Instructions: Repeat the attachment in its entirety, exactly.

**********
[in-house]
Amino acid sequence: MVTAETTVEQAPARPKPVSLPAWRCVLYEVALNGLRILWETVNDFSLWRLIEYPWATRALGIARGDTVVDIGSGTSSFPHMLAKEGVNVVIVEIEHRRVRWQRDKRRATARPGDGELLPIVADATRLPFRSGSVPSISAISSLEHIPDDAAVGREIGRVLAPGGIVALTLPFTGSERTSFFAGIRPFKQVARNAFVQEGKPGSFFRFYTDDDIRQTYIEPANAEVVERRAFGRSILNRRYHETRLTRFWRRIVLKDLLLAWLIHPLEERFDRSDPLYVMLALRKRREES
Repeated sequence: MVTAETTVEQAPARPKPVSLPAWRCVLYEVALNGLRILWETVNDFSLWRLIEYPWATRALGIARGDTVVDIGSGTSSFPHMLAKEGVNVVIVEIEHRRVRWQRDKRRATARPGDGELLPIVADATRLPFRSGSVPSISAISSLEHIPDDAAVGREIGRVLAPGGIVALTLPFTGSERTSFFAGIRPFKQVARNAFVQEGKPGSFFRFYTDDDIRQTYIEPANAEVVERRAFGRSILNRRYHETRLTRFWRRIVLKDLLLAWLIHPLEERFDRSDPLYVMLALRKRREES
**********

[in-house]
Amino acid sequence: MVTAETTVEQAPARPKPVSLPAWRCVLYEVALNGLRILWETVNDFSLWRLIEYPWATRALGIARGDTVVDIGSGTSSFPHMLAKEGVNVVIVEIEHRRVRWQRDKRRATARPGDGELLPIVADATRLPFRSGSVPSISAISSLEHIPDDAAVGREIGRVLAPGGIVALTLPFTGSERTSFFAGIRPFKQVARNAFVQEGKPGSFFRFYTDDDIRQTYIEPANAEVVERRAFGRSILNRRYHETRLTRFWRRIVLKDLLLAWLIHPLEERFDRSDPLYVMLALRKRREES
Repeated sequence: MVTAETTVEQAPARPKPVSLPAWRCVLYEVALNGLRILWETVNDFSLWRLIEYPWATRALGIARGDTVVDIGSGTSSFPHMLAKEGVNVVIVEIEHRRVRWQRDKRRATARPGDGELLPIVADATRLPFRSGSVPSISAISSLEHIPDDAAVGREIGRVLAPGGIVALTLPFTGSERTSFFAGIRPFKQVARNAFVQEGKPGSFFRFYTDDDIRQTYIEPANAEVVERRAFGRSILNRRYHETRLTRFWRRIVLKDLLLAWLIHPLEERFDRSDPLYVMLALRKRREES